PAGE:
Its survival with the bare necessities
By Jeevan Thiagarajah
column travels this week to take a look at the
conditions in the strip accommodating a large number of
persons under difficult circumstances from Maththalan to
Mullivaikka. Many families have lost one or more of
their members. Quite a few have been transferred out by
boat for medical reasons. Many have spent time in
State of children
significant number of school going children are affected
with schools failing to reopen in Wanni from the
beginning of the current year. An estimated 7800
children could reportedly have gained admission to grade
one this year while 13,000 pre-school children could
have gone into pre-school education.
Leaving behind their homes, schools and friends has
deeply affected these children. Children have at times
shown characteristics beyond their years. Games they
play have martial overtones. Lack of sufficient
nutritional content in the daily diet is liable to show
up in new borns.
children have witnessed the death or injury of family
members. Families and children have not been able to
perform traditional customs and rituals associated with
death. Rituals have been all but abandoned for now.
Care of the elderly and people with special needs
elderly have become very vulnerable due to shortages of
what would constitute among their essential needs. Many
have been left behind and separated.
were several institutions in Wanni that cared for
children, the elderly, unwed mothers, people with
learning disabilities and the mentally ill. In spite of
the ongoing war these institutions were doing their best
in taking care of their members. But currently those who
manage these institutions are struggling to provide
adequate food and other necessities to those in their
quite important to take into consideration that we are
dealing with a society which has already been affected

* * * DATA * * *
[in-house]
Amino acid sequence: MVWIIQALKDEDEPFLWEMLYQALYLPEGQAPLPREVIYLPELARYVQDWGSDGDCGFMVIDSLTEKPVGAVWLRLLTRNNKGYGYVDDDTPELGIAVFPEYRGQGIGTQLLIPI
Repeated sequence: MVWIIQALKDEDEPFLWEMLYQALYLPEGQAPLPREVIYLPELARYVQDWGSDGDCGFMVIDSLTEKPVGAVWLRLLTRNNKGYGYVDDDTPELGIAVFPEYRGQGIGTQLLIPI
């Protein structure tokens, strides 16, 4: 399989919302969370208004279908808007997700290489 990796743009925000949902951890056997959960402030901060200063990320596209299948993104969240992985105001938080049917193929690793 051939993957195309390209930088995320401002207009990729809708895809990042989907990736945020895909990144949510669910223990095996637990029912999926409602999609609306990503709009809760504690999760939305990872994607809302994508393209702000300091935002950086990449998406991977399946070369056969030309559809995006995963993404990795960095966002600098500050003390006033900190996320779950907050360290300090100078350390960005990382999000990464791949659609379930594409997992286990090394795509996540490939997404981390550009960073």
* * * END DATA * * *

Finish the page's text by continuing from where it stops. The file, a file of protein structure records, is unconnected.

by a three decade long war and the tsunami which
devastated the coastal belt of Sri Lanka in December
2004. People who had their own houses are now forced to
live a sub-human life under tarpaulin sheets, exposed to
extreme heat, in an area that is not at all conducive
for the existence of a large number of people.
gone through multiple displacements in a short period of
time, the people are left with depleted financial
resources, shortages of essentials, uncertainty about
their future well being, inadequate facilities for basic
needs such as toilets which have brought frustration and
has an effect on their physical and psychological
in that context guidelines to deal with disasters are
presented (adopted by the Psychosocial Forum of CHA
following the tsunami)
segment is particularly applicable in dealing with those
who have come to Vavuniya and
and those who remain in the safe zone.
listen to people who share their stories, concerns and
solutions, if necessary again and again.
re-assure people that their feelings and reactions are
recognise peopleís strengths and resilience
friendly, compassionate and caring, even if people are
angry or demanding.
encourage and engage people in meeting their own needs.
understand the emotions of people who have suffered
losses, and take them seriously. There is no right or
wrong way for people to feel, given the horrific
listen to peopleís expression of their basic needs